From Publishers Weekly
Starred Review. Sheehan, a James Beard award–winning food writer at Westword
, Denver's alternative weekly newspaper, knows the tradition he's working in: he walked up to the editor at one of his first writing gigs and introduced himself as your Anthony Bourdain motherfucker. Before that, he'd spent years bouncing around from one restaurant kitchen to the next—first in upstate New York, then in a disastrous move to Florida, and back to New York before heading out west to reunite with the woman he met during his failed one year of college. Sheehan's memoir is emphatically not about the glam end of cooking or celebrity chefs, but about a straight blue-collar gig, where the kitchens are staffed by the kind of guys who get off on the fact that the work is insanely grueling. As Sheehan puts it, I was being paid to play with knives and fire. The war stories are as profane and outrageous as you'd expect, and Sheehan finds just the right balance between bravado and humility. There's a subtle shift in emphasis once his personal life (and, eventually, writing career) gains traction, but the kitchens where the best stories take place are never far from sight. (July)
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“The best of [the new chef memoirs] by a mile . . . by a former chef of no particular distinction named Jason Sheehan, now an extraordinarily good food writer . . . Cooking Dirty is his account of a career spent largely at what he calls 'the low end of the culinary world': late-night shifts at diners, bars and neighborhood joints. Some of it is pure drudgery—like prepping a ‘literal ton of corned-beef briskets’ at an Irish pub the week before St. Patrick’s Day—but when the orders start pouring in, the pace and chaos and heat in even a low-end kitchen somehow fuse into a kind of mass lunatic joy. ‘I am God of the box,’ he writes, ‘the brain-damaged Lord Commander of a kingdom of fifty feet by five and made entirely of stainless steel, industrial tile, knives, sweat and fire.’” --Time
“If chefs are the new rock stars, Jason Sheehan is like a grunge guitarist of the old school. Sheehan cut his teeth in Buffalo and Tampa in the full-contact arena of line prep. The cooking venues were dingy; his hair long and stringy; and his path from the deep fryer to foodie journalist, as described in this hilarious memoir, featured more smoke breaks than your average AA meeting.” —John Freeman, NPR.org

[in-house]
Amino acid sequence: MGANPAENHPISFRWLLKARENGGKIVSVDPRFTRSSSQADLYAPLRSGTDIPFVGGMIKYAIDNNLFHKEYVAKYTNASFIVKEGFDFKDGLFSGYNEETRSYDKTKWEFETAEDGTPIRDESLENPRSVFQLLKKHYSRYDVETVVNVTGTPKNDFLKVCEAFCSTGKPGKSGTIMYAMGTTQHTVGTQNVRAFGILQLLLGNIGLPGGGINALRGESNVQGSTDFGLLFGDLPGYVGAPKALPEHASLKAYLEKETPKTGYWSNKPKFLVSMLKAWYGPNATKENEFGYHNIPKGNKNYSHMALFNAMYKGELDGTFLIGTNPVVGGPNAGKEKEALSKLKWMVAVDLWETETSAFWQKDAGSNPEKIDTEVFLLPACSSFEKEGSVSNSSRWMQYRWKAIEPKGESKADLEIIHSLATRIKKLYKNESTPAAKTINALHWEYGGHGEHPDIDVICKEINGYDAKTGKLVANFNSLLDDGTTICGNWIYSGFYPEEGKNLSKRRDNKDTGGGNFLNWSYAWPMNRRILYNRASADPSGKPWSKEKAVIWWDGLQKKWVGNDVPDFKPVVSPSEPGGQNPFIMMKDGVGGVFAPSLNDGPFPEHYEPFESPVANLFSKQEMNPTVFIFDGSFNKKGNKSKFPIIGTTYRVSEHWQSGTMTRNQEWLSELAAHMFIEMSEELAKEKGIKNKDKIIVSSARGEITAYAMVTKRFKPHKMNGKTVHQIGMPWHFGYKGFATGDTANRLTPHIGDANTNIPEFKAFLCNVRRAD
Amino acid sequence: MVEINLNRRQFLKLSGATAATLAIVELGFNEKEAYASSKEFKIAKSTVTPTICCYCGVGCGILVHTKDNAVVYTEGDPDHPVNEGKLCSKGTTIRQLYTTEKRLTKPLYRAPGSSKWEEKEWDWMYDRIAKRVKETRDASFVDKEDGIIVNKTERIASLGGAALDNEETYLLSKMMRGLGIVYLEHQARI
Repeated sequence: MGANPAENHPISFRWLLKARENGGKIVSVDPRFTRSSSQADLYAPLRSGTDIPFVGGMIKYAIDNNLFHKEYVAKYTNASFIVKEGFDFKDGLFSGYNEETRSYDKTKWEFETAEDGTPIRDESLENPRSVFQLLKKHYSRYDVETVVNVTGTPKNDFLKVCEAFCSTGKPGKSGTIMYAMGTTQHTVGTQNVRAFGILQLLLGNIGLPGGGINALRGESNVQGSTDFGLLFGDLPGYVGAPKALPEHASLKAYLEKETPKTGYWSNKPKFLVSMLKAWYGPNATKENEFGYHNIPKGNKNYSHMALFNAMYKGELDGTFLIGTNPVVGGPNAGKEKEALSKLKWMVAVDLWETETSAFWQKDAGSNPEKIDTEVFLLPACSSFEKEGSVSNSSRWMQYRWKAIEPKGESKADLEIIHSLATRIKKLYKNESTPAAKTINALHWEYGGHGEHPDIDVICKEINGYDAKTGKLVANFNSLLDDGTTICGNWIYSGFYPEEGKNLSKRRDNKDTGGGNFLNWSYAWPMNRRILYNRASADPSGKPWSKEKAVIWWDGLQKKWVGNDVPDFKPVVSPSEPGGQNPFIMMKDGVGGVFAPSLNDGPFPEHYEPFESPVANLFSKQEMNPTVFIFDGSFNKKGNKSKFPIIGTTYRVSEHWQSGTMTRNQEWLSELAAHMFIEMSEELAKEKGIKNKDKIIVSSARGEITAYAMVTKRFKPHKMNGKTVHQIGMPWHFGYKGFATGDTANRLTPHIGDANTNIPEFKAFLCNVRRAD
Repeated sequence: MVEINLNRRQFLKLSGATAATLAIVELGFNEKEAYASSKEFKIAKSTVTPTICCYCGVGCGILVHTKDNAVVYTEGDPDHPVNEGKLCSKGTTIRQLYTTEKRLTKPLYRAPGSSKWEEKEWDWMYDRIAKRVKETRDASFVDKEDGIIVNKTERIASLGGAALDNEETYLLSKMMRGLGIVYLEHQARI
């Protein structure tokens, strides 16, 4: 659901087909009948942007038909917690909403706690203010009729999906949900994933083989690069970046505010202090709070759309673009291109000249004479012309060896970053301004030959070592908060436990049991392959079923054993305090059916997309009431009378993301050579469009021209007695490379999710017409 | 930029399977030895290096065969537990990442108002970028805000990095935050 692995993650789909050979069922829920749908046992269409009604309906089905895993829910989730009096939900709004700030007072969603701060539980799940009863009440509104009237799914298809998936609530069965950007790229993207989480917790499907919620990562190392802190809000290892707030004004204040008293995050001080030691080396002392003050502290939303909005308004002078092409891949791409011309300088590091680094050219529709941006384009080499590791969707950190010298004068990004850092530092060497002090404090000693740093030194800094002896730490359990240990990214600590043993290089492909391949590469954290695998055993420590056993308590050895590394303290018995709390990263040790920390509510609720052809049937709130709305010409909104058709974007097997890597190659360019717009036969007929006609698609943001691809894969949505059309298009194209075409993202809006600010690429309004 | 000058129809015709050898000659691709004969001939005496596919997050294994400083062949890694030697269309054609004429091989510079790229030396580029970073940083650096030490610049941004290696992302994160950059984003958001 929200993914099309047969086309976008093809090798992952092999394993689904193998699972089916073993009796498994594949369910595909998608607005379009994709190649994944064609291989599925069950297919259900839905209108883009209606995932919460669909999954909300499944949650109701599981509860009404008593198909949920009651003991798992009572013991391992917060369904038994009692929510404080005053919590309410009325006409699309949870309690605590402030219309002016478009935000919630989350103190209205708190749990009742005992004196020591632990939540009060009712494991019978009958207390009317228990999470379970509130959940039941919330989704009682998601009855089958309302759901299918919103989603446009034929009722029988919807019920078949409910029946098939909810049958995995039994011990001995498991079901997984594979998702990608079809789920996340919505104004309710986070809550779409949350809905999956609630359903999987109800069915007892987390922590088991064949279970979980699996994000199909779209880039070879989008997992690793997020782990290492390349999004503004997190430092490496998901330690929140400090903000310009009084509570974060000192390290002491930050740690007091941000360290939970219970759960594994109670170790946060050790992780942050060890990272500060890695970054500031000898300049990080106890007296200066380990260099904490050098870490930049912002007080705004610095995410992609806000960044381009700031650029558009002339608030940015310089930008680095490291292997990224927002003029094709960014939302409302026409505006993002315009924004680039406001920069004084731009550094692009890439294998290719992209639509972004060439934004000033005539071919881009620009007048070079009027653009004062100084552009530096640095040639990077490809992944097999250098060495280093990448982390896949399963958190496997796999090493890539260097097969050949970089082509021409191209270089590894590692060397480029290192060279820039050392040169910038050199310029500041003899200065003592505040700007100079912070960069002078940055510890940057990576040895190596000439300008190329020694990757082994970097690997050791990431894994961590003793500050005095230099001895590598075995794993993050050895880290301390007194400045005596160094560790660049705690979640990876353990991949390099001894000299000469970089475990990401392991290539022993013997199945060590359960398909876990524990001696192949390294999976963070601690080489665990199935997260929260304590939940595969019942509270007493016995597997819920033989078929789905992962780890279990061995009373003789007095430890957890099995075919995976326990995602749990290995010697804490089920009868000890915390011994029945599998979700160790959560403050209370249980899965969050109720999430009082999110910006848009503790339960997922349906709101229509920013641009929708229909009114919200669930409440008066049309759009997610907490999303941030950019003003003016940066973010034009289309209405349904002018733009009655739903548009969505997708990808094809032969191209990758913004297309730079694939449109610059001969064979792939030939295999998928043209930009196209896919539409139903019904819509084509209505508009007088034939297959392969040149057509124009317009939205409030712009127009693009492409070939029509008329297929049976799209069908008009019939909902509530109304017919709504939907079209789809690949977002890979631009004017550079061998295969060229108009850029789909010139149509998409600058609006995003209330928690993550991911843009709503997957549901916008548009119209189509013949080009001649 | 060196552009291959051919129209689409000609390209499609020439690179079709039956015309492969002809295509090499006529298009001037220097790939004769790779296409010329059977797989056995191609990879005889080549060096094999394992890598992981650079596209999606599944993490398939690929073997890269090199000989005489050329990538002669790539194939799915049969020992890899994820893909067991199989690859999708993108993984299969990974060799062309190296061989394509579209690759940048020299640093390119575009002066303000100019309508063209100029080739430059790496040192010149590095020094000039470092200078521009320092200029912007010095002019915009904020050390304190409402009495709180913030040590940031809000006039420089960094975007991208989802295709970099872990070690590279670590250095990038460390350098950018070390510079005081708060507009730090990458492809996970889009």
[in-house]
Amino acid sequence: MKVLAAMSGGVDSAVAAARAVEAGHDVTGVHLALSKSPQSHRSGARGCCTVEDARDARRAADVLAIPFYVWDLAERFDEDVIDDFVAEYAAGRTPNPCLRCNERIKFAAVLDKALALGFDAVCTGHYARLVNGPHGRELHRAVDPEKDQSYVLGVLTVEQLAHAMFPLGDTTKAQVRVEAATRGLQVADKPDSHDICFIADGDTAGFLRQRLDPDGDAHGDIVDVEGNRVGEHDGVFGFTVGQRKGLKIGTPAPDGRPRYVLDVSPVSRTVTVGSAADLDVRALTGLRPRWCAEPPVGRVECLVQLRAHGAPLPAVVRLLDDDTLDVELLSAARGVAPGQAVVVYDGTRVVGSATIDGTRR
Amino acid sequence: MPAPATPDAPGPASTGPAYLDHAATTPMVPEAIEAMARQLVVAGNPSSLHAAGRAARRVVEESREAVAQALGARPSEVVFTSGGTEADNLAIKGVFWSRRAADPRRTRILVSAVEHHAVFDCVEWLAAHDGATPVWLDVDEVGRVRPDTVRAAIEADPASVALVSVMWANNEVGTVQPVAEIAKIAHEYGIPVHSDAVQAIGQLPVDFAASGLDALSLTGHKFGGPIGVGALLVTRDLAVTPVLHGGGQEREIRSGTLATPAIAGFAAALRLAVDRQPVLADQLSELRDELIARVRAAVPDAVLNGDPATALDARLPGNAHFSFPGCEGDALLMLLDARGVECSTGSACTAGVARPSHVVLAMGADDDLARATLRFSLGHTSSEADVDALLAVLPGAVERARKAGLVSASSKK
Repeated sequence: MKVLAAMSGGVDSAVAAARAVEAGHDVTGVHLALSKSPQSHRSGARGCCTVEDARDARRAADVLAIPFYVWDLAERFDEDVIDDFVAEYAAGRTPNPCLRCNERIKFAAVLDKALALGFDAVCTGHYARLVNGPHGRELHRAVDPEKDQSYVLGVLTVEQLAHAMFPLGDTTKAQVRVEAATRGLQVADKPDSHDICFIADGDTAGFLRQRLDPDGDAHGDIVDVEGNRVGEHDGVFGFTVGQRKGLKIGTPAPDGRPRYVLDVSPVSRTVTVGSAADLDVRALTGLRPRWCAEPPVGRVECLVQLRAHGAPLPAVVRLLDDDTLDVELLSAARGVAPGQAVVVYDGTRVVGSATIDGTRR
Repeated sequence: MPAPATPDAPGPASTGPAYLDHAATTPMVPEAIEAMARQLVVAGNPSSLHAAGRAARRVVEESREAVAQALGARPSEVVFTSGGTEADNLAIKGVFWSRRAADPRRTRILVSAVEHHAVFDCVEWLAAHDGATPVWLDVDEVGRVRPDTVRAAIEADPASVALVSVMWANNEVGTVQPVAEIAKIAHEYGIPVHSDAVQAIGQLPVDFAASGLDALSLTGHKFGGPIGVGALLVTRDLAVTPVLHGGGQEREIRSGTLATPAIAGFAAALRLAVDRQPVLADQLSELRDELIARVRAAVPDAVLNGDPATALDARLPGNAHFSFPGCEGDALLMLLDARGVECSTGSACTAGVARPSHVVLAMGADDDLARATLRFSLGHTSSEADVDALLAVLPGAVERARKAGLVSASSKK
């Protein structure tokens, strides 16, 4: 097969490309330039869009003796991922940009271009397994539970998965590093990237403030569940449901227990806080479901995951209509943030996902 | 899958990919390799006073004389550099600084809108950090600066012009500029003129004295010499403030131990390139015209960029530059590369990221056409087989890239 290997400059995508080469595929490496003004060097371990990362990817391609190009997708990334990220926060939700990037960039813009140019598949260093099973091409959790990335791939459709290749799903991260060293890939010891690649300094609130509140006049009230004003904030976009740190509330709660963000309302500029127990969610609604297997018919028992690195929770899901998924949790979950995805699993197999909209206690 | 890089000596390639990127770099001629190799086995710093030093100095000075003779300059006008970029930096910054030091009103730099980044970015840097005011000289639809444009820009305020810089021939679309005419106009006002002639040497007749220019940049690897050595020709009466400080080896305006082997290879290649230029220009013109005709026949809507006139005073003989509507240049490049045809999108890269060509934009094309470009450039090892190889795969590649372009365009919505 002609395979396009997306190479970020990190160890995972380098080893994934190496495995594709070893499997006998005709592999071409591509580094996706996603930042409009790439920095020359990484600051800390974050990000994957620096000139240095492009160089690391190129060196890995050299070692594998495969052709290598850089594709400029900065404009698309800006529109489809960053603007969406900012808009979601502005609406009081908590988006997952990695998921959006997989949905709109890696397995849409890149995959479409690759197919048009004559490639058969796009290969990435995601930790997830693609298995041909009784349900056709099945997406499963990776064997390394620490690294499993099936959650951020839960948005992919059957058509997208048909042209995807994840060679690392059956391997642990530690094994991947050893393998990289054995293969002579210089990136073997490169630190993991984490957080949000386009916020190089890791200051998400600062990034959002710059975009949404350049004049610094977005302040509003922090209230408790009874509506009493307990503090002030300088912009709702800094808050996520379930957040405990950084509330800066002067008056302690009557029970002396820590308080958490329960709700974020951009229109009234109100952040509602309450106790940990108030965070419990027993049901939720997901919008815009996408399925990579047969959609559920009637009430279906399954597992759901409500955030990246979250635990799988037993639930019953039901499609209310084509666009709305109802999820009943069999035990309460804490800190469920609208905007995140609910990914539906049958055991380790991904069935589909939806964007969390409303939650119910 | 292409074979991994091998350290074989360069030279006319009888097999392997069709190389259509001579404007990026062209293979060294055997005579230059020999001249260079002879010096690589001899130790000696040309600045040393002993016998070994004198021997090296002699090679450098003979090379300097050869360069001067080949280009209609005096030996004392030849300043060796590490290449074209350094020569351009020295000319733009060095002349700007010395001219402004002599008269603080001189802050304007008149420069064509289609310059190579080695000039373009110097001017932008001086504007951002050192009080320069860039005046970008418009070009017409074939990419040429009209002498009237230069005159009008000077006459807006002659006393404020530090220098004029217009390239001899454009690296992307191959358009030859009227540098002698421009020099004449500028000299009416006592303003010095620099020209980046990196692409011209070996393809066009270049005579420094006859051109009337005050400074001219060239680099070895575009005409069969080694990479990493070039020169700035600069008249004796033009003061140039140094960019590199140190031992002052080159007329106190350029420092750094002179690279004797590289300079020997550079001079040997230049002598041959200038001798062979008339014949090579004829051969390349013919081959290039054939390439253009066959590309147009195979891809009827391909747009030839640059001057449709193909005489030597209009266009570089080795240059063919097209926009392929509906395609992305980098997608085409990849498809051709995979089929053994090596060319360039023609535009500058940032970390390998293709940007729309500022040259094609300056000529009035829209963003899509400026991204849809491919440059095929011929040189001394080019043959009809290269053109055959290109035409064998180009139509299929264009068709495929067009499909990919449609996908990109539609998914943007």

“‘Cooking Dirty,’ a broad, prickly, affecting memoir chronicling his recollections of his first 30-odd years . . . Young and ambitious and in full voice, Sheehan no doubt has many adventures ahead to gather for his next memoir (or three). I’d expect them.” —Tucker Shaw, Denver Post
"Kitchen Confidential meets gonzo journalism in this memoir of life as a cook.
'If you're looking for some four-star confessional, for the cooking secrets of master chefs or some effervescent, champagne-and-twinkle-lights twaddle about bright knives, foie gras and sweaty loe among the white jackets, go find another book,' Sheehan advises readers at the beginning. Far from the behind-the-scenes tell-alls of peons in the country's finest dining establishments, the author offers a gritty, sludge-filled account of his decade in a succession of restaurants. From humble beginnings scraping pizza crust off pans in the local pizzeria as a teenager, to a stint bartending at a Chinese joint that secretly doubled as a swinger's club, to his eventual rise to fame as a James Beard Award-winning food critic, Sheehan recounts the ungarnished truth of millions of restaurant workers--severed digits, delirious nights on the line and easy access to sex, drugs and gourmet food products. Crisp dialogue, vivid descriptions and the urgent pace of the text create the air of a soldier's tale of a long-ago war . . . [an] intriguing account of life behind the kitchen doors."
“It was bound to happen. After the publication of Kitchen Confidential and Anthony Bourdain’s meteoric rise from self-described journeyman chef/heroin addict to bestselling author and traveling TV host, it comes as no surprise that a new generation would be inspired to write about following Bourdain’s often-dissipated career path. Jason Sheehan is one of those guys. In Cooking Dirty, Sheehan chronicles his alcohol-soaked and drug-fueled journey from dishwasher in a Rochester, N.Y., pizza joint to jobs as line cook, bartender, ‘wheel man,’ and sous chef at a succession of diners, Waffle Houses, Chinese restaurants, grocery store delis, and other midlevel eateries to his current career as a restaurant critic for Denver alternative weekly Westword . . . [Sheehan] knows how to weave a good story while still being brutally honest about himself—‘a blue-collar, rust belt diner kid, a beans-and-weenies, steak-and-potatoes simpleton’ at the beginning of his cooking career. The two best laughs I had involved Sheehan’s description of surreptitious purchases of Gourmet magazine as a high school kid and his one failed attempt to ‘translate the language of baking into cook-ese’ (‘like trying to teach long division to a hamster’).”
—Virginia B. Wood, The Austin Chronicle